Great historical novels are fully immersed in time, place and have a tangible effect of bringing you into a time period that you may otherwise never know. This is what’s truly exhilerating about the historical novel. The setting and surroundings become like a fully formed character in the novel. Whether we’re talking about a British pub just before WWII, or the painterly skies of the Dutch Golden Age. A cramped and freezing hut in Iceland in the 19th century or a dangerously plague-ridden village in England in 1666. Here are some suspenseful historical novels where you just don’t know what will happen next!
Tulip Fever takes place in Amsterdam in the 1630’s during a time of immense wealth that is brought into the country by merchants and tulip sellers. A bored and wealthy young house wife and an attractive artist have a romantic tryst. Yet far from being predictable, the plot here has plenty of surprising twists and turns. A short and fast-paced book with lots of vibrant, vivid depictions of life under painters skies. I found this book to be thoroughly enjoyable as an escape hatch from the world for an afternoon or a weekend. Read more
Twenty Thousand Streets Under the Sky is a trilogy of novels in one. It’s as bleak as its setting – the rain strewn wintery London streets in the weeks and months before World War II. This is the ultimate tale of longing, loneliness and sexual desperation. A young man Bob works hard as a waiter and scrimps and saves. He dreams of one day becoming a famous novelist. Then he meets a pretty girl Jenny. Who is capricious, immature and toys with his emotions horribly. It’s a disturbing, edge of your seat thriller that you will enjoy.
Burial Rites is a bittersweet and melancholy tale of a woman named Agnes Magnusdottir. Set in Iceland in 1829 the book showcases Agnes’ life and all of its shimmering promise and how her life has been tragically hemmed in on all sides by poverty, circumstances and bad luck. When Agnes is accused of murder, we the readers are left in the dark. This is heart-stopping stuff, inspired by a true crime story. Hannah Kent has woven a remarkable tale that is totally bewitching and magical in how it draws you in. Read more
His Bloody Project by author Graeme Macrae Burnet recounts the story of the triple murder and subsequent trial of accused 17 year old crofter Roderick McRae, who brutally slays three people in his remote Scottish village in 1896. There’s a lot of layers to this onion of a novel, with class and moral politics being main themes that sit uncomfortably alongside the brutal and viscerally described murders. His Bloody Project was an outlier for the 2016 Man Booker Prize and in my book it deserved to win the big prize.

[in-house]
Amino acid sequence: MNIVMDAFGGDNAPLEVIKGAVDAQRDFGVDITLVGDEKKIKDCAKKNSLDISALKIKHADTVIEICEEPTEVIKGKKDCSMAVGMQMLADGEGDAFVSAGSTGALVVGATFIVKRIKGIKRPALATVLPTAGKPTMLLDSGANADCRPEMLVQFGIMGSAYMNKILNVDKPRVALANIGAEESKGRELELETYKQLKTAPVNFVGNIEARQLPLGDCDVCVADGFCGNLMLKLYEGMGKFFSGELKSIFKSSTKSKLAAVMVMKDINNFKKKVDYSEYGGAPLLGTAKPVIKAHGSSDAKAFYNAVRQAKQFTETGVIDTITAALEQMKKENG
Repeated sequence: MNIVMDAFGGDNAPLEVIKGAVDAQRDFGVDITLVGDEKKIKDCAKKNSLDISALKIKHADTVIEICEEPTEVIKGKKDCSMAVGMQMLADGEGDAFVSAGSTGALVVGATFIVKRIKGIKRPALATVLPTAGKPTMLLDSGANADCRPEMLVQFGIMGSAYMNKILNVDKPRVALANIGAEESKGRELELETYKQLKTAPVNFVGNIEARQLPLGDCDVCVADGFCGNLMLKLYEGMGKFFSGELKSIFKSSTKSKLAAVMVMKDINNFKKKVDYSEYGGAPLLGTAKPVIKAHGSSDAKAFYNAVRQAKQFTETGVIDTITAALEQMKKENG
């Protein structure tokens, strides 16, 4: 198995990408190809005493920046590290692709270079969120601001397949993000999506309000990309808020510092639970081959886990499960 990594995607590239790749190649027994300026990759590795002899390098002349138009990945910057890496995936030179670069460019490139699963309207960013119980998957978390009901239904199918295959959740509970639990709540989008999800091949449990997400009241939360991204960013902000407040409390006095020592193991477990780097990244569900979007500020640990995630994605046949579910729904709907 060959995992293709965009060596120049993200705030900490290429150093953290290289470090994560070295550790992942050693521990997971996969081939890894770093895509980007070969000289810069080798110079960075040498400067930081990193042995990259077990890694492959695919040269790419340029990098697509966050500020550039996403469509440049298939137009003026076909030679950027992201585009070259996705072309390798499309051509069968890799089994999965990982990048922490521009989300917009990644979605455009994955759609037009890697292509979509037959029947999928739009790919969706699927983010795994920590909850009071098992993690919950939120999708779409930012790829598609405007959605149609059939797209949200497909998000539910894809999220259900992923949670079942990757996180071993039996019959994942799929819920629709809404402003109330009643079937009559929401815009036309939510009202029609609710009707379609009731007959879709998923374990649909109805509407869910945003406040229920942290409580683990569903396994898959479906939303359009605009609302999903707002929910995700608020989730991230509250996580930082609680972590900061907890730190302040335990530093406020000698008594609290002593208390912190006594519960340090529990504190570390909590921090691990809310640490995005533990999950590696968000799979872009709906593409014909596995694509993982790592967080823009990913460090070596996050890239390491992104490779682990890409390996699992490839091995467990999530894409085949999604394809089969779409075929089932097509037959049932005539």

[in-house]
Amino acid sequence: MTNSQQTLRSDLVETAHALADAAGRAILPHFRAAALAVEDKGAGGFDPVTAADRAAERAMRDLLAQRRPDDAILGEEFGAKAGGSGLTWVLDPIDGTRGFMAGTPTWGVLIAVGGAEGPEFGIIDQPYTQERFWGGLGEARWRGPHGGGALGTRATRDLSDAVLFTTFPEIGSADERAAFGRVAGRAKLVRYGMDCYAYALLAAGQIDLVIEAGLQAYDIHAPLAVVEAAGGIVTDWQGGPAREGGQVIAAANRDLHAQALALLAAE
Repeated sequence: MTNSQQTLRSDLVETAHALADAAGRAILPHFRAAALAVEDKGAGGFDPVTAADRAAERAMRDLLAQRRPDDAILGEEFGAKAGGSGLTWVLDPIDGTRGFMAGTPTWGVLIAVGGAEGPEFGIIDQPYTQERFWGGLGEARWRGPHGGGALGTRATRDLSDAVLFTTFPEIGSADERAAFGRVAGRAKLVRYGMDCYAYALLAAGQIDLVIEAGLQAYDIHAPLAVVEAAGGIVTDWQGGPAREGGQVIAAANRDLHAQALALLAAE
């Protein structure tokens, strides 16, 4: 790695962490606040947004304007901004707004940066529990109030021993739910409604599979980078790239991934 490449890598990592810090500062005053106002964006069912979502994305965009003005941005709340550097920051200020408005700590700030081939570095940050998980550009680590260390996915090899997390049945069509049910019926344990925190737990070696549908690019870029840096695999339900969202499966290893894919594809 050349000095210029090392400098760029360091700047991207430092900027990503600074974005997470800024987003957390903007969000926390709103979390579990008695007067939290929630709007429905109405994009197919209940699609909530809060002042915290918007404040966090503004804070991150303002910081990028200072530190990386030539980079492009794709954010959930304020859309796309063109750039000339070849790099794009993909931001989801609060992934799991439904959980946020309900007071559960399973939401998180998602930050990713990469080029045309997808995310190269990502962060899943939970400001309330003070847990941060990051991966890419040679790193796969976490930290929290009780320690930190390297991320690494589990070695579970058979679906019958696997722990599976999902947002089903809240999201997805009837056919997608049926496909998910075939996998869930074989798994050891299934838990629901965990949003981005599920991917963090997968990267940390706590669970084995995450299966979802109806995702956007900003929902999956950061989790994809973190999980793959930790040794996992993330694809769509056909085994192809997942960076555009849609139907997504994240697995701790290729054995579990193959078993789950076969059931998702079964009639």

This is the powerful and haunting story of the 1666 plague and how one bolt of cloth makes its way from London to an isolated village. There a housemaid named Anne Frith watches as her fellow villagers all succumb to the disease. She tends to them faithfully. Sooner after, a horrible witch hunt ensues. This is her story of survival, spiritual sanctuary personal strength. There is a meditative quality of hope to this book that permeates the book, even during the bleakest times of the plague year. It has become even more relevant in 2020 than what it was when it was written in 2001. It’s really classic historical fiction in my opinion.
In the boom years of Thatcher’s Britain when the wealthy got more wealthy, young Nick Guest moves in as a lodger in the home of a rich friend’s house whose father is a Conservative party politician. Over the years Nick, finds himself in awe of and embedded within this family and has a series of love affairs and misguided adventures. This is an emotionally charged and sensitive novel about power, money, class, sexuality and family. It’s a compelling, sweeping and enormous novel.
She Rises is an erotic, sea-faring adventure by debut novelist Kate Worsley. Under the tutelage of mentor and maven of the historical novel Sarah Waters, Kate Worsley has created a beautifully sculpted jewel of a novel set in an Essex fishing village in 1740. A word to the wise, the book is very raunchy and contains a lot of sex and violence. If that is not a deterrent to you (and is in fact an attraction) then dive right in, you will love it! Read more
Honorary mentions should go to Donna Tartt’s The Goldfinch and The Secret History and also the amazing historical books by Margaret Atwood including The Blind Assassin and Alias Grace…I just haven’t got around to reviewing these, but these are also classics in the suspenseful historical fiction genre! Do you have any more to add? I would love to know!!!